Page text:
EU Advances its Comprehensive Crypto Regulation

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EU Advances its Comprehensive Crypto Regulation

4 July 2022

Last week, the European Union policymakers reached provisional agreements on two significant regulatory initiatives affecting the crypto assets sector: the Markets in Crypto-Assets (“MiCA“) Regulation proposal, and an extension of the Anti-Money Laundering (“AML“) transparency rules on transfers of funds to crypto-assets.

The first provisional agreement – reached by the EU Council presidency and the European Parliament on 29 June 2022 – extends the scope of the rules on information accompanying the transfers of funds (the “travel rule”) to apply to transfers of crypto assets. The new rule would require crypto asset service providers to collect and make accessible key details about the originator and the beneficiary of the transfers of crypto assets they operate.

This agreement intends to increase the financial transparency on crypto-asset exchanges and to apply through the EU a solid framework that complies with the most demanding international standards, following the recommendations of the international Financial Action Task Force (FATF).

The legislators agreed to align the timetable for the application of this regulation with the comprehensive regulatory framework that would apply to various services concerning crypto assets: the MiCA Regulation, which is the subject of the second provisional agreement.

The MiCA proposal was first introduced on in September 2020 aiming to create a regulatory framework for the crypto-assets markets that preserves financial stability and protects investors. MiCA would set a comprehensive regulatory framework for the crypto industry by, inter alia, requiring crypto-assets service providers (“CASPs“) to have an authorization, issued by national authorities, in order to operate within the EU, and require a publication of an information document prior to initial coin offerings. See our related update which highlighted he main aspects in the original draft of the regulation here.

One of the main issues covered by the MiCA proposal is strict regulations for stablecoins, an issue that has gained the legislators’ attention following the dramatic collapse of TerraUSD last month. The new regulation would require stablecoin issuers to publish a “white paper”, register with the authorities, and keep ample reserves of the pegged assets, similar to bank reserves, and a transactions-per-day cap of EUR 200 million on widely used stablecoins.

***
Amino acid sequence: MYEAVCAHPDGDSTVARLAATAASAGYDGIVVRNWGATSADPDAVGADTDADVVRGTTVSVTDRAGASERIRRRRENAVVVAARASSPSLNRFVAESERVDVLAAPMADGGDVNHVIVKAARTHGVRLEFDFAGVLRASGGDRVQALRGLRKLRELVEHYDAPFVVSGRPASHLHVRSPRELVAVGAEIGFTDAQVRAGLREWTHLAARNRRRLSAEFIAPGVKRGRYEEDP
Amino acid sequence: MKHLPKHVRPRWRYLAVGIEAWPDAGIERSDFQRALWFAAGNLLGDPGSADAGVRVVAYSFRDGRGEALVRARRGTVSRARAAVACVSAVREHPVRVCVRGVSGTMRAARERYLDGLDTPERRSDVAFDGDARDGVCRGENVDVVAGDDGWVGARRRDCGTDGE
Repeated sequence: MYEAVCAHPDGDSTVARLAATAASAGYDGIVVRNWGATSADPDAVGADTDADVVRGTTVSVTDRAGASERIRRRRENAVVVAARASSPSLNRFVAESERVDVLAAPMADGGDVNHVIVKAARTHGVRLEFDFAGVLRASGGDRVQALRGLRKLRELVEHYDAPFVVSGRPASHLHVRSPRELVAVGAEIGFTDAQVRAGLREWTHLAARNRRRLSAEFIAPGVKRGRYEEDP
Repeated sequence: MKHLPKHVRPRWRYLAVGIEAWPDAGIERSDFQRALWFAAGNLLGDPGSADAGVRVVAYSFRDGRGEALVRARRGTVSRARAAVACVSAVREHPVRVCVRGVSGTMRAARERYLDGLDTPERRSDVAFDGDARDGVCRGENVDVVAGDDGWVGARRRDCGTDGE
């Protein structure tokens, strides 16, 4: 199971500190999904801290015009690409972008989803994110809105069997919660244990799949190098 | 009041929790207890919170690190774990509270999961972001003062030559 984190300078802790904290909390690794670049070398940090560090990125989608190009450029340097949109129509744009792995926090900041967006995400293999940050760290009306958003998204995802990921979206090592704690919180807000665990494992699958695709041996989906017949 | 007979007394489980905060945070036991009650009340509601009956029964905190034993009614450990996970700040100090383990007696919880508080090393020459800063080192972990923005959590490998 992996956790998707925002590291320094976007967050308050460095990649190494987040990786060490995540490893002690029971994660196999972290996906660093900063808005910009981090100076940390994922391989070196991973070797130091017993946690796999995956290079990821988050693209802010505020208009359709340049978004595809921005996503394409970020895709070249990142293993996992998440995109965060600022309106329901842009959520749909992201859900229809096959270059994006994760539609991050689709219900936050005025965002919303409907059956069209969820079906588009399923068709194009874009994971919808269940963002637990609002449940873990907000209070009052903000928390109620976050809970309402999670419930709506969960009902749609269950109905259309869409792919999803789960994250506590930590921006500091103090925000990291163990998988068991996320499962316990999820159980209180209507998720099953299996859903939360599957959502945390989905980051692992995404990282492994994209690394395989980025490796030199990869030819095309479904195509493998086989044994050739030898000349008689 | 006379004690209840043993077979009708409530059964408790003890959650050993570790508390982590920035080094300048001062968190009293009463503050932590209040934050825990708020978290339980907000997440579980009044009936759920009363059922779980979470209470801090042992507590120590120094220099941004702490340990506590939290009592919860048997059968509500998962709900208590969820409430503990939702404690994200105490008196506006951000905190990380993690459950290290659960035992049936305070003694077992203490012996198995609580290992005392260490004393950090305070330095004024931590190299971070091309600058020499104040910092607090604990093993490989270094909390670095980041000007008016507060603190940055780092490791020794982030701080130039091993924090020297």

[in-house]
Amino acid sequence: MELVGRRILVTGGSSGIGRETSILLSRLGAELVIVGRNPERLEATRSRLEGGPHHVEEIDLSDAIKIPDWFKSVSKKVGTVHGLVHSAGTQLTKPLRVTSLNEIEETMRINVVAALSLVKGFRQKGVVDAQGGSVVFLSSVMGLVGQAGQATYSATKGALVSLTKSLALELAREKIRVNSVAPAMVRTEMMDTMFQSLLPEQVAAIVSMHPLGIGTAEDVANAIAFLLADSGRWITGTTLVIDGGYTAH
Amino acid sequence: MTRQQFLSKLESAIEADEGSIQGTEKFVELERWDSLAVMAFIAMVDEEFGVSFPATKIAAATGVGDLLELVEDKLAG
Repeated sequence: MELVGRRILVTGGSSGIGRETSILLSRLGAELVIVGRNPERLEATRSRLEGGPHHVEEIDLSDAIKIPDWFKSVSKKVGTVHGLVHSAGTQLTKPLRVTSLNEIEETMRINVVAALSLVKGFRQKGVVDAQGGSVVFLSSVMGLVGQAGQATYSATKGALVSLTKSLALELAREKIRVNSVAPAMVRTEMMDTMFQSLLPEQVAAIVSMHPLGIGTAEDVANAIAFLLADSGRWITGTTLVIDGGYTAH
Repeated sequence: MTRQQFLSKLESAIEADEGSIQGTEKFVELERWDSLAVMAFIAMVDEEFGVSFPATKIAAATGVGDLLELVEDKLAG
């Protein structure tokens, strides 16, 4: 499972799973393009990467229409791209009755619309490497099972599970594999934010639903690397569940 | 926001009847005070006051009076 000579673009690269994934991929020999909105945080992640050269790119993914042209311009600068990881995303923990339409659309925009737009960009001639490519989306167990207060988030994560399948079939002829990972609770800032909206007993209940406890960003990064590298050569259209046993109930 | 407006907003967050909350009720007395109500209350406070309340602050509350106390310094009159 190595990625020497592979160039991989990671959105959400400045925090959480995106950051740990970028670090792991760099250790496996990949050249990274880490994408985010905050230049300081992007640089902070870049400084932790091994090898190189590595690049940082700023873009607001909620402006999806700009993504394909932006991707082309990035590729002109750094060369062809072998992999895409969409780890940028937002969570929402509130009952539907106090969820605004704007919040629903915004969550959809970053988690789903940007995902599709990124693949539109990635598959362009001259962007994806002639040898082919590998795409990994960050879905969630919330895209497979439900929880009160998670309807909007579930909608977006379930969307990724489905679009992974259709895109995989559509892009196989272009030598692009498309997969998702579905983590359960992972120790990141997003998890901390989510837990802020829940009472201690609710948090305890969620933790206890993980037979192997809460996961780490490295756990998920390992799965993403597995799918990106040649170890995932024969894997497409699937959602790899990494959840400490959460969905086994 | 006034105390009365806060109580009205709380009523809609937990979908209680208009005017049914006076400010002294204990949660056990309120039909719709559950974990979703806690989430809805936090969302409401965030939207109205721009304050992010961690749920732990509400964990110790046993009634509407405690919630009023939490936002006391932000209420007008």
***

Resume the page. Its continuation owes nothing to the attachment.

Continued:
Furthermore, Non-fungible tokens (“NFTs”) will be excluded from the scope of MiCA, except if they fall under other existing crypto-asset categories. The European Commission may prepare a specific regulatory regime for NFTs in the future if it deems it necessary.

The provisional agreement is subject to approval by the Council and the European Parliament before going through the formal adoption procedure. Then, the new regulatory framework is expected to come into force as early as 2024.

Businesses that issue, exchange, transfer or provide services crypto-assets related in the EU, should stay tuned for further updates and prepare a path to compliance with the new regulatory framework before it goes into effect.

Feel free to contact us if you have any questions regarding the new regulations and their potential effects on your company’s compliance efforts.

Kind regards,

Ariel Yosefi, Partner
Head of Technology & eCommerce Regulation

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